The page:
Yasue Kaihara, Deputy General Manager of Kyosen Kanagawa Branch, which is built at a welfare work place for people with disabilities, said, “I do not understand why the staff members performed the acts pointed out by the third-party committee that could be considered abuse.”
After previously saying it would end investigations into the possible abuse of residents where nineteen disabled residents were killed at a care home in Sagamihara city, the Kanagawa prefectural government reverses it’s decision not to investigate the abuse further.
As the COVID-19 crisis continues, the investigation into abuse of people with disabilities at a facility in Kanagawa prefecture is about to be dismissed. New suspicions of abuse emerged last autumn regarding the “Tsukui Yamayurien” facility in Sagamihara City, in Kanagawa Prefecture, which became a stage of mass murder four years ago. The prefecture suddenly announced on May 18 that it would stop verifying cases of abuse, and some are skeptical.
As the disability welfare facility in Kanagawa; where 19 disabled residents and 26 others were injured by Satoshi Uematsu in July 2016, is rebuilt in a new location, part of the name of the old facility “Yamayuri” was registered with the Japanese Sign Language Institute on March 27 so that the massacre is not forgotten.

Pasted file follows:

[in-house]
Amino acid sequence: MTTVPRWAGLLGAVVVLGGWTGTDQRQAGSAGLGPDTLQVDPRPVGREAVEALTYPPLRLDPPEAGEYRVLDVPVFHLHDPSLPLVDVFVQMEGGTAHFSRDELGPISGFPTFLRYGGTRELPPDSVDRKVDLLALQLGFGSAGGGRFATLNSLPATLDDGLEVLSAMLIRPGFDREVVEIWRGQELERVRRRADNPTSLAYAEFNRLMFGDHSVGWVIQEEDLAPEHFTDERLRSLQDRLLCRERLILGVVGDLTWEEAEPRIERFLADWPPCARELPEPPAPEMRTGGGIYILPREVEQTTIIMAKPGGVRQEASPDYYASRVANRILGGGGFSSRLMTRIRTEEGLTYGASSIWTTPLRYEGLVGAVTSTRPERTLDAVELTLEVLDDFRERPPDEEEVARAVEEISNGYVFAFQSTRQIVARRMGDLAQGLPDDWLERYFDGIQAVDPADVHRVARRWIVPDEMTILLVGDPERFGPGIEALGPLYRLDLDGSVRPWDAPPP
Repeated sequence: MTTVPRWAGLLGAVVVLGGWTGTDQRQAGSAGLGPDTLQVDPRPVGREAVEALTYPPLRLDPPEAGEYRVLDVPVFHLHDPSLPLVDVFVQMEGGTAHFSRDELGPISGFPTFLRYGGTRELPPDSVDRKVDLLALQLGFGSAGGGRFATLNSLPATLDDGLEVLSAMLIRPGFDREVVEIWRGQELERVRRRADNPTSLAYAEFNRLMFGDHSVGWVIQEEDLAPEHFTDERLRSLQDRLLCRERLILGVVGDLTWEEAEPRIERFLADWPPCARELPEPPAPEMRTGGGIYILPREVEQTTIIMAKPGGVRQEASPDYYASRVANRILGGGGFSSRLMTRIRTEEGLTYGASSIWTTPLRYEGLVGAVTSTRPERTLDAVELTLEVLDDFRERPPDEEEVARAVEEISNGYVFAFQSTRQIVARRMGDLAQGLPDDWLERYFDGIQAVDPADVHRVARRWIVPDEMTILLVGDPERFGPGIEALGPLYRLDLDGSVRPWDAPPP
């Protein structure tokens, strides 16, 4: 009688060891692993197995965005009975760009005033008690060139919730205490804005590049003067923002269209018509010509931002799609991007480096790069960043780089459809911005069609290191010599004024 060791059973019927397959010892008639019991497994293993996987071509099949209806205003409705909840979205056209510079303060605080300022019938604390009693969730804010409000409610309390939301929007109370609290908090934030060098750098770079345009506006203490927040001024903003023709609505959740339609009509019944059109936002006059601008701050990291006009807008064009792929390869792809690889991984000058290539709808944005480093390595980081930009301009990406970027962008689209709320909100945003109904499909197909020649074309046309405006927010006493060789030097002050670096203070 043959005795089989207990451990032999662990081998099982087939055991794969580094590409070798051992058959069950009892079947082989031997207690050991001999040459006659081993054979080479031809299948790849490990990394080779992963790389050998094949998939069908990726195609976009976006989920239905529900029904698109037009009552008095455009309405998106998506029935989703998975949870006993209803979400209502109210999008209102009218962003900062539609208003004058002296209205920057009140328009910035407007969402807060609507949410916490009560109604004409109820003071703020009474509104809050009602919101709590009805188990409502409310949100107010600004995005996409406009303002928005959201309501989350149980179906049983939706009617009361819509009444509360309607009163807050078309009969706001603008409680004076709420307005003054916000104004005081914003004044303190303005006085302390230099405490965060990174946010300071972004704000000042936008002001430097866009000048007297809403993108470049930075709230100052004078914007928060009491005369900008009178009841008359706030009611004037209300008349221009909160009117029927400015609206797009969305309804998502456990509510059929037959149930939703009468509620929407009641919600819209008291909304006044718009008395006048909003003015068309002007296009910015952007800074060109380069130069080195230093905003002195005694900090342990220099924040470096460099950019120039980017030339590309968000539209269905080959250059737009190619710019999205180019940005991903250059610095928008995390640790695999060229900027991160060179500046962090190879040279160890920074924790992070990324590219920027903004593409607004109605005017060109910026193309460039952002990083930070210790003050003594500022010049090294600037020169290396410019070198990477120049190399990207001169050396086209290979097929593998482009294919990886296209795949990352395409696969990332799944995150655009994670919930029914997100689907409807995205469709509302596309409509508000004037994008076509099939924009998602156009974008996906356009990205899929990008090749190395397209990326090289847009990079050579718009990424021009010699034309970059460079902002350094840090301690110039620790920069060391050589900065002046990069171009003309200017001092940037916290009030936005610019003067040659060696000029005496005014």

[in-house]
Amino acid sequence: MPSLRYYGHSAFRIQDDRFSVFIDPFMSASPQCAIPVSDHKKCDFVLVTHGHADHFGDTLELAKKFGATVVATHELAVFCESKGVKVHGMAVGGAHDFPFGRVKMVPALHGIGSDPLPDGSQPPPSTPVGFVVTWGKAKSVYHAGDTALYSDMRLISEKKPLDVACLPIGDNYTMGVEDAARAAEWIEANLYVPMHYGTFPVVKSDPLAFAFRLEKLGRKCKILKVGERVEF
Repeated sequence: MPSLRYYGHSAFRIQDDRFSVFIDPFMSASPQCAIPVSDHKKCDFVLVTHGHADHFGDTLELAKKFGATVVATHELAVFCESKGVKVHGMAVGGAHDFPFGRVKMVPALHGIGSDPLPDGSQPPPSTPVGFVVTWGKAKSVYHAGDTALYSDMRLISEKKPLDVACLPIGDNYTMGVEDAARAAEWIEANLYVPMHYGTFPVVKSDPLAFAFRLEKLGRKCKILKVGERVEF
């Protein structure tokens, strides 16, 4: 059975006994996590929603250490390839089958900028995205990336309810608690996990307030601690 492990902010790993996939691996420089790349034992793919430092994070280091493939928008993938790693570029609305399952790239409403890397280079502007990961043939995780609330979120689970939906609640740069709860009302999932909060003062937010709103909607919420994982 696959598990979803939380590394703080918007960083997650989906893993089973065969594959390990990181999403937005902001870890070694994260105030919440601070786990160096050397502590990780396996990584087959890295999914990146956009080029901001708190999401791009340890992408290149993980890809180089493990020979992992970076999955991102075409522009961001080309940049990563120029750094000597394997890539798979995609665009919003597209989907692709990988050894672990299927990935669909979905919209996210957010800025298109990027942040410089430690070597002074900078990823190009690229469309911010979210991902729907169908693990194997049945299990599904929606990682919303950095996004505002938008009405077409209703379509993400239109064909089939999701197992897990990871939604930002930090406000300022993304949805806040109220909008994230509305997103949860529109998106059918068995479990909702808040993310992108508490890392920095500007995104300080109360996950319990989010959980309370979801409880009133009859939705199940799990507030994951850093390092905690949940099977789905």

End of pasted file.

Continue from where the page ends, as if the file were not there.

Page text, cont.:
The death penalty was handed down to Satoshi Uematsu on March 16 for killing 19 residents at a facility for the intellectually disabled in Sagamihara , and later his lawyer dropped the appeal and the death penalty was finalized. “I was wrong to continue the trial, but there was a conflict in my heart,” Uematsu said.
The defense team acting on behalf of a former care home employee, Satoshi Uematsu (30), who was sentenced to death for killing 19 disabled people and injuring 24 others at a care home in Sagamihara City, applied to appeal the sentence on Wednesday 25th March.